War Takes a Holiday

Joyeux Noël

Benno Fürmann, Guillaume Canet, Dany Boon, and Diane Kruger star in a film written and directed by Christian Carion.

Reviewed by Josef Woodard

One of the key early scenes in this disarmingly joyous and implicitly sad anti-war film hints at a powerful thematic subcurrent in this crowd-pleasing WWI-era film from French writer/director Christian Carion. In the scene, a young pair of Germans, an officer and his wife, sing the glorious lines of Bach’s “Bist du bei mir” for a gathering of officers, and the message rings clear both in this scene, and later in the film: Music is unique in its universality and power to transcend differences, even those ominous enough to start and fuel wars. Or so this story goes.

Even a cursory description of the film, gentle-spirited enough to have been up for the foreign film Oscar, fills the heart with hope. It offers an account of an actual occurrence in WWI when enemies called a truce on Christmas Eve and emerged from their separate trenches to fraternize. War, literally, takes a holiday. Were this purely a fiction film, the premise would seem absurd. Given history, the story turns notions of absurdity around and aims it where it belongs — in the absurd yet apparently endless human impulse to make war.

Carion is careful to cast his narrative net widely, bringing together empathetic personal stories from all sides of the conflict, in Scotland, France, and Germany. He illustrates the commonality of the soldiers’ existence and emotional lives, beyond the specifics of the conflict. As that blissful Christmas Eve truce unfolds in the film, brought on by songs from both camps, a warm glow takes over the screen and we naturally sense a fleeting optimism. The film itself cozies right up to the brink of sentimentality but stops just short of falling in.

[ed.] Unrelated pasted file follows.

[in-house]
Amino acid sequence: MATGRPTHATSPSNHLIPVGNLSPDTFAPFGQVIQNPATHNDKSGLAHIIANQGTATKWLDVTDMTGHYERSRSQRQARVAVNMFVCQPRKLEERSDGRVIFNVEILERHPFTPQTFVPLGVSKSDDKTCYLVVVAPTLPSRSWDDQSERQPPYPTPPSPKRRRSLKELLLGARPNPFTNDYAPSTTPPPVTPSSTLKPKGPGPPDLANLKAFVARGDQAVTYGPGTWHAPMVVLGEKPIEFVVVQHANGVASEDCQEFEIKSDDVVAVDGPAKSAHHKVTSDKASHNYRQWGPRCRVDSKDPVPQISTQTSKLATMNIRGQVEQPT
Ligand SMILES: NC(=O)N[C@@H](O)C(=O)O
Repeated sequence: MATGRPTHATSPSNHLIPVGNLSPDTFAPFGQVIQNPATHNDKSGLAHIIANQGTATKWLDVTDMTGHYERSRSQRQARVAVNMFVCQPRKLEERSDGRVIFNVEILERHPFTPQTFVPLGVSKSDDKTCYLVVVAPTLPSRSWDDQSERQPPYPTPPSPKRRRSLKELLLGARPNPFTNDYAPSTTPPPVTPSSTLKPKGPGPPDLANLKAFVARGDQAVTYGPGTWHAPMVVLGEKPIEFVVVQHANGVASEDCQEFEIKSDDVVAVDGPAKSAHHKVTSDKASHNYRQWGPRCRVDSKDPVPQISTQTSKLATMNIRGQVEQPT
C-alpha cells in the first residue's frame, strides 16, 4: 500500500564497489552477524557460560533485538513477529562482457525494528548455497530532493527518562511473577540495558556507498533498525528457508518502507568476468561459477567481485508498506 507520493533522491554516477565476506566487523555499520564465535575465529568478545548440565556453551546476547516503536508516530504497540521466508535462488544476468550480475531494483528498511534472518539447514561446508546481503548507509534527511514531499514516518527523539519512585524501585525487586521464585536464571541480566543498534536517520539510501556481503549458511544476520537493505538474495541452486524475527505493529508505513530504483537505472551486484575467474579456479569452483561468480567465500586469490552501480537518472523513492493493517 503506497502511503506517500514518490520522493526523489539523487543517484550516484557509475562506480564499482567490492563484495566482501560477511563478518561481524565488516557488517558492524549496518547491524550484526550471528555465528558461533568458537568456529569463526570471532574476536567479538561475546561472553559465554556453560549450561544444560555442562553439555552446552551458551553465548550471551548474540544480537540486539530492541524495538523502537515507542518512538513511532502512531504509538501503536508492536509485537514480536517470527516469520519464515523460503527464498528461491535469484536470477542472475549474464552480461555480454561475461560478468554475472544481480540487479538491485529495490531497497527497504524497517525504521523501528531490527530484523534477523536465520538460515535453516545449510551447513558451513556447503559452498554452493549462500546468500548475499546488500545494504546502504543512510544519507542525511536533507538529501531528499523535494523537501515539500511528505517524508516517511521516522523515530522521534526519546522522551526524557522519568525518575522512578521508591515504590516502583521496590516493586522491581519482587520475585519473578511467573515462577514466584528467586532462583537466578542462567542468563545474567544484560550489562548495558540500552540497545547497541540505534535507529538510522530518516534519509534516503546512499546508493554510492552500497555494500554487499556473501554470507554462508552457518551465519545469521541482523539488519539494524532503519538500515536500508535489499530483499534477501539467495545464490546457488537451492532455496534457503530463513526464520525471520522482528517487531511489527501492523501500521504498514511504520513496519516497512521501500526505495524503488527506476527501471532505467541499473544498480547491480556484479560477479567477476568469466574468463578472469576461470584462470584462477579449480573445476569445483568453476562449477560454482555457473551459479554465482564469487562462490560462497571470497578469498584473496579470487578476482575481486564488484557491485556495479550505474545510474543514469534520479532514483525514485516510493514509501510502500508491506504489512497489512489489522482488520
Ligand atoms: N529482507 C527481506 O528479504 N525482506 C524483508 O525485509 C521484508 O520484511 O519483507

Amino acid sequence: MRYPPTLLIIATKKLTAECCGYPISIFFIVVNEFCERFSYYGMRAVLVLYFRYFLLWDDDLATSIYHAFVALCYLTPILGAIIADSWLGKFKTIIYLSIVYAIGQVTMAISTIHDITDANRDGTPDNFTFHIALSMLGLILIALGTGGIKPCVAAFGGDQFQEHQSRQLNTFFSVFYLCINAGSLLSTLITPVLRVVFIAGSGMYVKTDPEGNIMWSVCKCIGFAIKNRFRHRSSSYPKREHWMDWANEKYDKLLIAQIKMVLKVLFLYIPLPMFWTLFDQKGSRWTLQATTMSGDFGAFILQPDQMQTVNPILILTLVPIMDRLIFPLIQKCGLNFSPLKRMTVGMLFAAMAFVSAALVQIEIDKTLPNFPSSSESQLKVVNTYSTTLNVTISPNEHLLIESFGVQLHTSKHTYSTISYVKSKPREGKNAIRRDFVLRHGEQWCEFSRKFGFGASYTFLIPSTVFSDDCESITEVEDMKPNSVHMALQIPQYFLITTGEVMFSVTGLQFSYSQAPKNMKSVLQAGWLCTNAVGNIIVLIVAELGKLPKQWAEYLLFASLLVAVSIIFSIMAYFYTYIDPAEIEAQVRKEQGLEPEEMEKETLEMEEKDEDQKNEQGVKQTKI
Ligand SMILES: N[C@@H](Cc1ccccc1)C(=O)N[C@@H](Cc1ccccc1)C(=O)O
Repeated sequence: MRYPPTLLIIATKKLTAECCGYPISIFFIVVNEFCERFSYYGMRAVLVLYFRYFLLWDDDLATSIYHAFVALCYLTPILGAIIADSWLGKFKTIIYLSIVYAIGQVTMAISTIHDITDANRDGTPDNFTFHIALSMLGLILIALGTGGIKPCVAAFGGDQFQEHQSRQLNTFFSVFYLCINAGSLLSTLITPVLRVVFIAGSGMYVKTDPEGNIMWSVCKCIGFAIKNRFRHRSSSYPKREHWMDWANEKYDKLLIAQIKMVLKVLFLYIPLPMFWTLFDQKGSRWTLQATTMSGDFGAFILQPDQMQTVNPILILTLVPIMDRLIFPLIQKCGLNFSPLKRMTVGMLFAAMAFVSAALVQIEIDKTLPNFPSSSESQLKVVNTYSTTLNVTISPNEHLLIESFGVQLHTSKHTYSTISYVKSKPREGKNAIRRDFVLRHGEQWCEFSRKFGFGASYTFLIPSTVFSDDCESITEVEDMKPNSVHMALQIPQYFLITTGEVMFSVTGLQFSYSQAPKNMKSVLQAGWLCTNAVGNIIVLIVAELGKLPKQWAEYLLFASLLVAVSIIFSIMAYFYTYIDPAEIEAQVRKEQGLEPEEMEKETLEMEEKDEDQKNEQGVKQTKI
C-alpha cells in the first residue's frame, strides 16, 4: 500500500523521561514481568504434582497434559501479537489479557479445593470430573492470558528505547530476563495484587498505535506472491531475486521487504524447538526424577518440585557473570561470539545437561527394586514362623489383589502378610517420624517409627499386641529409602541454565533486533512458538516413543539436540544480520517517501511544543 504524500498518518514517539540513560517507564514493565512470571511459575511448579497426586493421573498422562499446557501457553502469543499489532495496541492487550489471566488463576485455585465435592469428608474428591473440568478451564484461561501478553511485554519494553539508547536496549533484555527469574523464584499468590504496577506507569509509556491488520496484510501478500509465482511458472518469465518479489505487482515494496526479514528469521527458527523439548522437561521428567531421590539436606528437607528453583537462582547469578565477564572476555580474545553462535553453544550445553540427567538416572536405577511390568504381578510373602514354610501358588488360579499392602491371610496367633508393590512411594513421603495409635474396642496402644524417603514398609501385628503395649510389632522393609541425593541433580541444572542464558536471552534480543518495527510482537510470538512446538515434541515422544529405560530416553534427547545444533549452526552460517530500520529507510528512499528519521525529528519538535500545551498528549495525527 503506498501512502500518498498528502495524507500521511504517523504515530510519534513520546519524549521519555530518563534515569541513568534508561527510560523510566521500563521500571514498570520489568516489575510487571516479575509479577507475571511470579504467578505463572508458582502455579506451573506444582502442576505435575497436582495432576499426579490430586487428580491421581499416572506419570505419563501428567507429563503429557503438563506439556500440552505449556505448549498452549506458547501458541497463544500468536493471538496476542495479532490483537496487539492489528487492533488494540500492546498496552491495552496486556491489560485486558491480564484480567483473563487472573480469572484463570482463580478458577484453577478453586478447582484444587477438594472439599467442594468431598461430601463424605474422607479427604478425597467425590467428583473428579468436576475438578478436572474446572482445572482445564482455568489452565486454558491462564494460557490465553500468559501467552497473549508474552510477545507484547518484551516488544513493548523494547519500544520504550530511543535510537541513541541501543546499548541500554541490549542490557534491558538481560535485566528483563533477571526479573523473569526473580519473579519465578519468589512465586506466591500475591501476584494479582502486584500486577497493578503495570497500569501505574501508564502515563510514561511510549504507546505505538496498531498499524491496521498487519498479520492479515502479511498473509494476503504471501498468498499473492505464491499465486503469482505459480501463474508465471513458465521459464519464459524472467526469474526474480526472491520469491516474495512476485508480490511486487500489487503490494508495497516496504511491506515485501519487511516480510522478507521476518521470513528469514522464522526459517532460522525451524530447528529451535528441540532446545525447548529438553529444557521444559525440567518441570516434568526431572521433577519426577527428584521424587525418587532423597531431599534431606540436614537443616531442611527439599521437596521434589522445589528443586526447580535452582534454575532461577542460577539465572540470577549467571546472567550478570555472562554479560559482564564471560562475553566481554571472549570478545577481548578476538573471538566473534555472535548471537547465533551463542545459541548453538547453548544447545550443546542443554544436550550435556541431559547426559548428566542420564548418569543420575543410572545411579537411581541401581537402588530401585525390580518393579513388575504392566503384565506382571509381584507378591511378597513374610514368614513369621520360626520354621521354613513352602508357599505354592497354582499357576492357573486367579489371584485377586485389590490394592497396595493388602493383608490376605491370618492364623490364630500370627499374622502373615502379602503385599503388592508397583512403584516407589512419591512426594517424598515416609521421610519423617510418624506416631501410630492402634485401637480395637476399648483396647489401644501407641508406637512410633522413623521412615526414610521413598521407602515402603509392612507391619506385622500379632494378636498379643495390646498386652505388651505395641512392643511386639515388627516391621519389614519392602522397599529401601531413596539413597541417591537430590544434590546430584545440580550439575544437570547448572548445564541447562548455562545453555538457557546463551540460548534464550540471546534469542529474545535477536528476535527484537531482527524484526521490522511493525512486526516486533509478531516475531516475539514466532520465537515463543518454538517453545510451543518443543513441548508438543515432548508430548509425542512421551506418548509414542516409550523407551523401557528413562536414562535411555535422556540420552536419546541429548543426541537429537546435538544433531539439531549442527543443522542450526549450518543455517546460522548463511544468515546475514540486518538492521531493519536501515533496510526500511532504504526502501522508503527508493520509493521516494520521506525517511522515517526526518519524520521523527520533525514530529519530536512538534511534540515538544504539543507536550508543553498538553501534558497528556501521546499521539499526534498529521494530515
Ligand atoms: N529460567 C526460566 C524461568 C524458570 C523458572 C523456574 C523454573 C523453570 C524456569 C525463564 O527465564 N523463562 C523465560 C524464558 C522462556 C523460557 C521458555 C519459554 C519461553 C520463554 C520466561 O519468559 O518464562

After seeing this film at the Santa Barbara International Film Festival (it was one of the clear hits), even through the downpour of distractions and countless other films, this critic was sweetly haunted by “Bist du bei mir,” even more than the film itself. Any criticisms of the film’s dangerous flirtations with easy sentiment seem churlish: With Joyeux Noël, Carion has clearly and earnestly told a story we desperately need to hear at this moment in the human experiment.

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